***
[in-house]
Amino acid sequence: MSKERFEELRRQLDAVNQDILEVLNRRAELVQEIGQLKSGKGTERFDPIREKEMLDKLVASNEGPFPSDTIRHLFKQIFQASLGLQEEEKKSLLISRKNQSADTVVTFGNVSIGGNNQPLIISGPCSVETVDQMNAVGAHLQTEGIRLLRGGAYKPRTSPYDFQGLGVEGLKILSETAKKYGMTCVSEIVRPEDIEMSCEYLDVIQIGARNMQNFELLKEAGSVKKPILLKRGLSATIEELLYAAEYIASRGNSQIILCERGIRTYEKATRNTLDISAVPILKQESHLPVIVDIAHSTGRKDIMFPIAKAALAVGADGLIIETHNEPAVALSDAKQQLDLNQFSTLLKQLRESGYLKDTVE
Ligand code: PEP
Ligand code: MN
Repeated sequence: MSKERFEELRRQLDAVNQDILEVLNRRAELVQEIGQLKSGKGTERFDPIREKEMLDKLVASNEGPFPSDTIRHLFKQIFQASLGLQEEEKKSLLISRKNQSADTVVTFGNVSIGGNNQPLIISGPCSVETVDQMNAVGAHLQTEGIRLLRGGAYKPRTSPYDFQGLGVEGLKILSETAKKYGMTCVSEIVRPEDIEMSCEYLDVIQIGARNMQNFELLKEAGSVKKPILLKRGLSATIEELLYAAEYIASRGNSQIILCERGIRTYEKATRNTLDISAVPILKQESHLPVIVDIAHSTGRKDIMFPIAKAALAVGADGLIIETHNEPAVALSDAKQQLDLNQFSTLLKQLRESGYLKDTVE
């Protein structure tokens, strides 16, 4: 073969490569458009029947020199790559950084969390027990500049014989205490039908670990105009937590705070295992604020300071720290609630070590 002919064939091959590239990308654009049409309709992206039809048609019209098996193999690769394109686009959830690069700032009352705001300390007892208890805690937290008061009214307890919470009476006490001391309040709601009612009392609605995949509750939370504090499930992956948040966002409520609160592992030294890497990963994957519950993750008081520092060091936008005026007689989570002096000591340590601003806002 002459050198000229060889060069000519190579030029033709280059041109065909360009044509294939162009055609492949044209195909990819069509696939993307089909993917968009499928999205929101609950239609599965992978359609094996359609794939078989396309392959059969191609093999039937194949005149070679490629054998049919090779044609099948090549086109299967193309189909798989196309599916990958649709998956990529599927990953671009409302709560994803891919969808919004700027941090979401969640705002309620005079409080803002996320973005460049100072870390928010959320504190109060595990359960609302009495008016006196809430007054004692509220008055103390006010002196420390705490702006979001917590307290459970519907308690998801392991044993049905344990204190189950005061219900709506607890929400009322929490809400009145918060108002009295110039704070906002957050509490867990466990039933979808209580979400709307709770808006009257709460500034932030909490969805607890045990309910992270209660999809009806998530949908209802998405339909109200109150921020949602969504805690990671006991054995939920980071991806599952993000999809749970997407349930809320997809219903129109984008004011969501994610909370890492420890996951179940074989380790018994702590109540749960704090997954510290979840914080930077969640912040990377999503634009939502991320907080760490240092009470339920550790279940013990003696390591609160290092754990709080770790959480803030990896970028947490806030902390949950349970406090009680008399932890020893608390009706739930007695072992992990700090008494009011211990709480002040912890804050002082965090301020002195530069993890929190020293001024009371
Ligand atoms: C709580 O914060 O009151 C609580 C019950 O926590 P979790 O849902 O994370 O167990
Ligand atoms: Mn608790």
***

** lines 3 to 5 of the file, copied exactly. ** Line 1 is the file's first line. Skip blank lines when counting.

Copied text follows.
Ligand code: PEP
Ligand code: MN
Repeated sequence: MSKERFEELRRQLDAVNQDILEVLNRRAELVQEIGQLKSGKGTERFDPIREKEMLDKLVASNEGPFPSDTIRHLFKQIFQASLGLQEEEKKSLLISRKNQSADTVVTFGNVSIGGNNQPLIISGPCSVETVDQMNAVGAHLQTEGIRLLRGGAYKPRTSPYDFQGLGVEGLKILSETAKKYGMTCVSEIVRPEDIEMSCEYLDVIQIGARNMQNFELLKEAGSVKKPILLKRGLSATIEELLYAAEYIASRGNSQIILCERGIRTYEKATRNTLDISAVPILKQESHLPVIVDIAHSTGRKDIMFPIAKAALAVGADGLIIETHNEPAVALSDAKQQLDLNQFSTLLKQLRESGYLKDTVE